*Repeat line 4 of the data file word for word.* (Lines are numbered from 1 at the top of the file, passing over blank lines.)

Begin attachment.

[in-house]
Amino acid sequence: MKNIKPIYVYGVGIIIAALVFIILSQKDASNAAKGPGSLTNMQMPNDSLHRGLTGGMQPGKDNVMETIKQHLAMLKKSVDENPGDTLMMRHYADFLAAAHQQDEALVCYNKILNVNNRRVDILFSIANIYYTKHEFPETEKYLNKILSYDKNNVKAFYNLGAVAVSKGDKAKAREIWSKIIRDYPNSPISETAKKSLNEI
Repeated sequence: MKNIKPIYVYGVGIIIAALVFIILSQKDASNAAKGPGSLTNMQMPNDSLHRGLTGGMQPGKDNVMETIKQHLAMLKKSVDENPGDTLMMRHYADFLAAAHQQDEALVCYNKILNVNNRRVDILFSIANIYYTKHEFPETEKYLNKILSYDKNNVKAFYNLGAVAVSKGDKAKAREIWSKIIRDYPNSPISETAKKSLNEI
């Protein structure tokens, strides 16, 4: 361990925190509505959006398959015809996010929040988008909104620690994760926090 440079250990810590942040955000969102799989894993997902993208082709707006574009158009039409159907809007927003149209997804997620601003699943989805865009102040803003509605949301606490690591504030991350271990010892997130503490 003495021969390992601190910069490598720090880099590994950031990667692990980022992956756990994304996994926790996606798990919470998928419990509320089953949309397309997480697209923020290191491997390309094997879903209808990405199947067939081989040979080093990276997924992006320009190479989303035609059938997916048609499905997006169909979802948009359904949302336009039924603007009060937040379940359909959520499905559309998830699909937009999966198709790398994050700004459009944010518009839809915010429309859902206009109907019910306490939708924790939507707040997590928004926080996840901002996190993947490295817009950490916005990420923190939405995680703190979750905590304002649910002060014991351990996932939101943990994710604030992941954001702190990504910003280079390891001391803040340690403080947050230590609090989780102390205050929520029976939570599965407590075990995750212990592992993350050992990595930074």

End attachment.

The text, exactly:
């Protein structure tokens, strides 16, 4: 361990925190509505959006398959015809996010929040988008909104620690994760926090 440079250990810590942040955000969102799989894993997902993208082709707006574009158009039409159907809007927003149209997804997620601003699943989805865009102040803003509605949301606490690591504030991350271990010892997130503490 003495021969390992601190910069490598720090880099590994950031990667692990980022992956756990994304996994926790996606798990919470998928419990509320089953949309397309997480697209923020290191491997390309094997879903209808990405199947067939081989040979080093990276997924992006320009190479989303035609059938997916048609499905997006169909979802948009359904949302336009039924603007009060937040379940359909959520499905559309998830699909937009999966198709790398994050700004459009944010518009839809915010429309859902206009109907019910306490939708924790939507707040997590928004926080996840901002996190993947490295817009950490916005990420923190939405995680703190979750905590304002649910002060014991351990996932939101943990994710604030992941954001702190990504910003280079390891001391803040340690403080947050230590609090989780102390205050929520029976939570599965407590075990995750212990592992993350050992990595930074």